Moses With Horns—An Artistic Curio
IF YOU have ever visited Italy, you might well have seen Michelangelo’s famous statue of the seated Moses, now located at the Church of St. Peter in Chains, in Rome. How curious the 16th-century sculpture appears, as it depicts Moses with horns protruding from his head! In fact, a number of artists have portrayed Moses with horns. Why so? Does the Bible provide any basis for the idea?
The Latin Vulgate translation of the Bible tells us that following his conversation with God on Mount Sinai, Moses’ face was “horned.” (Exodus 34:29, 30, 35; compare Douay Version.) The Vulgate enjoyed great popularity in much of Christendom and thus influenced the way scriptures were understood.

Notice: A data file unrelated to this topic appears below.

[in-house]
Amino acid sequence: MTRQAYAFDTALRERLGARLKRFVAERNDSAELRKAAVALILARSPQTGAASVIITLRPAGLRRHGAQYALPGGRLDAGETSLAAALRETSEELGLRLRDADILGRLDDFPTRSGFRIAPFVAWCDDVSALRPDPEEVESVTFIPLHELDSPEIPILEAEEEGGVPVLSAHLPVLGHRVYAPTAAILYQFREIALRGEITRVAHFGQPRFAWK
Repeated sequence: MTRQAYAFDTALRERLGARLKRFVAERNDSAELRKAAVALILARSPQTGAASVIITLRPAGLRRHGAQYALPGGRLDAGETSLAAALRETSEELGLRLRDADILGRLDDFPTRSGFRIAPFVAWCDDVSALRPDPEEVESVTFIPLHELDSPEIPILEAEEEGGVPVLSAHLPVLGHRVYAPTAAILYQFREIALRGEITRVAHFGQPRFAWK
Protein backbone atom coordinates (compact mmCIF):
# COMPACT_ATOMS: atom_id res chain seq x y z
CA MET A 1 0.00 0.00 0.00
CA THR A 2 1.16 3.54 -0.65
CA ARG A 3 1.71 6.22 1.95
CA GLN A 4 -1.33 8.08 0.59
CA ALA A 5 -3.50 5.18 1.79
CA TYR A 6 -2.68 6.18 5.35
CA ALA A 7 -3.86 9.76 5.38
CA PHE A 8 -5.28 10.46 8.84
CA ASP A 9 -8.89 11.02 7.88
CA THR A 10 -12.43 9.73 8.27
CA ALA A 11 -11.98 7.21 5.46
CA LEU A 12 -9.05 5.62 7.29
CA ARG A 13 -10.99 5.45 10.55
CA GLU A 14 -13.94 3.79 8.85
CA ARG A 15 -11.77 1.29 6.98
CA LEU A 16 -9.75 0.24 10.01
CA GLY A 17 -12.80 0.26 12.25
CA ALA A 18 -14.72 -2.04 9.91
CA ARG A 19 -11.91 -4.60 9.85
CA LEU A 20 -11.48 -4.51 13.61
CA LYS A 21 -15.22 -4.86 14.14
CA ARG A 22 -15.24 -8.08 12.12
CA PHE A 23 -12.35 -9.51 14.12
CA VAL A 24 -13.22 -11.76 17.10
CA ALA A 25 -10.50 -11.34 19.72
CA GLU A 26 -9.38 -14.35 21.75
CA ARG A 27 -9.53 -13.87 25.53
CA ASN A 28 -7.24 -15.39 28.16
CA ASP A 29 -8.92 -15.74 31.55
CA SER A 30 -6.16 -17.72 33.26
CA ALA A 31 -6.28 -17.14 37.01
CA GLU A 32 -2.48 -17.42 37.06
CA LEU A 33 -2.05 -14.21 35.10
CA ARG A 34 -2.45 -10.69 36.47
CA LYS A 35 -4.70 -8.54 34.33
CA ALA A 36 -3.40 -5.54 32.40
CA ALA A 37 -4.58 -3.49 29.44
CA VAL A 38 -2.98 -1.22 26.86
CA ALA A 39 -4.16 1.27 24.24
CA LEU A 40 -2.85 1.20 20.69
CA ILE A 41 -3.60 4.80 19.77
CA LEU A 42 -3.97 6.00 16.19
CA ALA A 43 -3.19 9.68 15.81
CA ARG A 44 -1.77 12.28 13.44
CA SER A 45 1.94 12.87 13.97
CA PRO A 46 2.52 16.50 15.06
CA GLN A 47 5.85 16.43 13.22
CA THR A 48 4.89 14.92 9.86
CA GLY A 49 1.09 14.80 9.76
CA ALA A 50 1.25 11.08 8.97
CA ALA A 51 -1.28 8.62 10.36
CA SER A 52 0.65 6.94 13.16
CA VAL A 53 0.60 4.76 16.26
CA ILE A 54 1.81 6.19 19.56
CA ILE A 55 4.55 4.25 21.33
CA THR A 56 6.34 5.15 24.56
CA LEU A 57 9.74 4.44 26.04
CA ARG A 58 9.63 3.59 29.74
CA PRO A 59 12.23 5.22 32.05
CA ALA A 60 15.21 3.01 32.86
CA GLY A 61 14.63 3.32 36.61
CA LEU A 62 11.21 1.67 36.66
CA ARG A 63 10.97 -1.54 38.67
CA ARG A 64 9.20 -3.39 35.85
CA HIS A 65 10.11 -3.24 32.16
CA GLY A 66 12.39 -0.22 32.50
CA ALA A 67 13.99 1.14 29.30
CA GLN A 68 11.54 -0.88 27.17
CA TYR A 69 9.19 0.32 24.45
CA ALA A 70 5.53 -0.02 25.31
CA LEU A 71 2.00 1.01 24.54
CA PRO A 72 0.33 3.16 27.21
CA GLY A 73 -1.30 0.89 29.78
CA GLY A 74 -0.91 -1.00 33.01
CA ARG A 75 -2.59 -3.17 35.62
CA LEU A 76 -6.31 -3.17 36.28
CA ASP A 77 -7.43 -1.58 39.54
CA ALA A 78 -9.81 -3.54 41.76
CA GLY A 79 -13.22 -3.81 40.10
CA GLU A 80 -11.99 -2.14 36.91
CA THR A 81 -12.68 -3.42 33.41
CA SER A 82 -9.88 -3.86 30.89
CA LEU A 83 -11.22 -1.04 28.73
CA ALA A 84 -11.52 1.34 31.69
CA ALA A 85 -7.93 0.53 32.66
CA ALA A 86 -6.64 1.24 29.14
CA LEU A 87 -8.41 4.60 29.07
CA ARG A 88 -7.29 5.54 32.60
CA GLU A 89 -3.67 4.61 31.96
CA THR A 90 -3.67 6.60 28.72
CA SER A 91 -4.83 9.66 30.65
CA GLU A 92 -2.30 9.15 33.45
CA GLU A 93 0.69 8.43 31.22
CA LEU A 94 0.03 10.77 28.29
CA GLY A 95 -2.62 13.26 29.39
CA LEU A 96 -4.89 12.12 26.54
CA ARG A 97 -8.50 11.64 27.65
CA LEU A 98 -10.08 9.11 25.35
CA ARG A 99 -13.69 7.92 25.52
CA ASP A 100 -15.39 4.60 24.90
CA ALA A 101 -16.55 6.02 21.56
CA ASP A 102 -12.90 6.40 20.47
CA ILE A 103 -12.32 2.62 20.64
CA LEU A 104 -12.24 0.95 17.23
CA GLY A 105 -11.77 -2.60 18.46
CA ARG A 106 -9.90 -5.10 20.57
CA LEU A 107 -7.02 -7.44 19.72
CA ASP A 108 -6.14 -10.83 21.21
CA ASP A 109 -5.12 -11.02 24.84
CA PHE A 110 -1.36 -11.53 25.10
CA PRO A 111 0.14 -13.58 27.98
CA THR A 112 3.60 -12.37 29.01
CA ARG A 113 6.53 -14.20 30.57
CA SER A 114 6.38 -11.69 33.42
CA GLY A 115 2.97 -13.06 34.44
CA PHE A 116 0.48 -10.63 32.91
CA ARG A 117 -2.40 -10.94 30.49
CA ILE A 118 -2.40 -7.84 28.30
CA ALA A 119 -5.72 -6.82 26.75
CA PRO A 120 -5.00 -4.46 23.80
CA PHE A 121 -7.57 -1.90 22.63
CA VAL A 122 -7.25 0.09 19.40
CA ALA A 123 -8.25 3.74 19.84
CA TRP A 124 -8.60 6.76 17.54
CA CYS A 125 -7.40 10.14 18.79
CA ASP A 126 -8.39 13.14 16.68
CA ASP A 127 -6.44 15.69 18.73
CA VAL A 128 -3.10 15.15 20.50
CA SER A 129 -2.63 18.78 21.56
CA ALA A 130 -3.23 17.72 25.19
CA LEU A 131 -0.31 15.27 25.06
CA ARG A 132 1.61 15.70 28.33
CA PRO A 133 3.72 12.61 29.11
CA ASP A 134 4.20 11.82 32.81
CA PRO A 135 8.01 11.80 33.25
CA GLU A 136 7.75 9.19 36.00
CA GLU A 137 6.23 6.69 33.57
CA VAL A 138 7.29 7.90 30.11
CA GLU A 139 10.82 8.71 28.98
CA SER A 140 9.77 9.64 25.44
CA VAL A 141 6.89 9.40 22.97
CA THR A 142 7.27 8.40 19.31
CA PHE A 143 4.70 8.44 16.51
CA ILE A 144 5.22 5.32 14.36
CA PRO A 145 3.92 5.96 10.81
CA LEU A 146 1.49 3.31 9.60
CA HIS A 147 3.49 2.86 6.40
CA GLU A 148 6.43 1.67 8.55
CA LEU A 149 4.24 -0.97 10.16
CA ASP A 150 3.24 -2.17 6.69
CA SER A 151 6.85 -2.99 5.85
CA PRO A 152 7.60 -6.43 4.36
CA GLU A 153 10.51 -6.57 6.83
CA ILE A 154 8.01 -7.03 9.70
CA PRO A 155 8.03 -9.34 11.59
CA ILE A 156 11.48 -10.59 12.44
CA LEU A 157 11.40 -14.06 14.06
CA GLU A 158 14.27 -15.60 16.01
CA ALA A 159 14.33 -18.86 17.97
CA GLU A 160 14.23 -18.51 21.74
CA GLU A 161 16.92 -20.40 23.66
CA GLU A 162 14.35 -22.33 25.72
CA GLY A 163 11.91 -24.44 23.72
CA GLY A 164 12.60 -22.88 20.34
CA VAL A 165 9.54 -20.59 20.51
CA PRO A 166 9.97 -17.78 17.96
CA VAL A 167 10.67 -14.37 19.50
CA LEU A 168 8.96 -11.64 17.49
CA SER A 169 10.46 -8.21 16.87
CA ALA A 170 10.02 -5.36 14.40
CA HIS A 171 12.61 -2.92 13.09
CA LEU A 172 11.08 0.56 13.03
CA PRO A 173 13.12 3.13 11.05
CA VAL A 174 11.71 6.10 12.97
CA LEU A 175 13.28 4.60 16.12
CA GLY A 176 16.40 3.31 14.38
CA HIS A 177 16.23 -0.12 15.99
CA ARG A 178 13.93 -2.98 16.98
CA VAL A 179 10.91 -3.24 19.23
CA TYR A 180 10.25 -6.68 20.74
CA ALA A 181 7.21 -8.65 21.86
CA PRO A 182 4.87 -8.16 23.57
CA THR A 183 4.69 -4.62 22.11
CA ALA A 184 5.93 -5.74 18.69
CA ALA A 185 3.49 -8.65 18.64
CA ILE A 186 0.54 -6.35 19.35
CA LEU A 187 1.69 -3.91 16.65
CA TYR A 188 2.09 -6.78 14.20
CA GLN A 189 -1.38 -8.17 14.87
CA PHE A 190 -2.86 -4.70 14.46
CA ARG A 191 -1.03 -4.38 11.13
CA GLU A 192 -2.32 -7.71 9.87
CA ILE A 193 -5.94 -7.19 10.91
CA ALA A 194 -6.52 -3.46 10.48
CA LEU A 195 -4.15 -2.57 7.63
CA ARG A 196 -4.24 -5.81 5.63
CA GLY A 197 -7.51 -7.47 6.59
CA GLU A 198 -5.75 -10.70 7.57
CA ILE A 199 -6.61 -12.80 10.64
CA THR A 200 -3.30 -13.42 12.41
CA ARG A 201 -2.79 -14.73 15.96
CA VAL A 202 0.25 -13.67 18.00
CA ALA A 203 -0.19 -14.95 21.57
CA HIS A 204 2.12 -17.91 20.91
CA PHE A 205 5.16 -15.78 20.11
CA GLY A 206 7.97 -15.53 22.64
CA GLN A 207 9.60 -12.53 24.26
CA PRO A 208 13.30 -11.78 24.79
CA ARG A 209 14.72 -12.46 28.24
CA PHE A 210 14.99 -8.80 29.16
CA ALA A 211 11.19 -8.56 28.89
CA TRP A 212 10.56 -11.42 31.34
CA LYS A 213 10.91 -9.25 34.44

However, the Hebrew word translated “horned” also has the meaning ‘send forth rays’ or ‘shine.’ (See footnote of the Douay Version at Exodus 34:29.) According to the Theological Wordbook of the Old Testament, the word “denotes the form of a horn(s) rather than the substance.” And viewed pictorially, rays of light do actually resemble horns.
The fact that Moses’ face emitted rays is explainable, as Jehovah’s glory had just passed by. (Exodus 33:22; 34:6, 7) Paul confirms this to be the accurate understanding, writing about “the glory” of Moses’ face, not of his “horns.”—2 Corinthians 3:7.
Accurate understanding of Biblical terminology thus leads to a more penetrating knowledge of the Bible report. Accordingly, the horns on Michelangelo’s famous statue of Moses are simply an artistic curio stemming from a long-corrected error of translation.
[Picture Credit Line on page 7]
Based on Short History of Art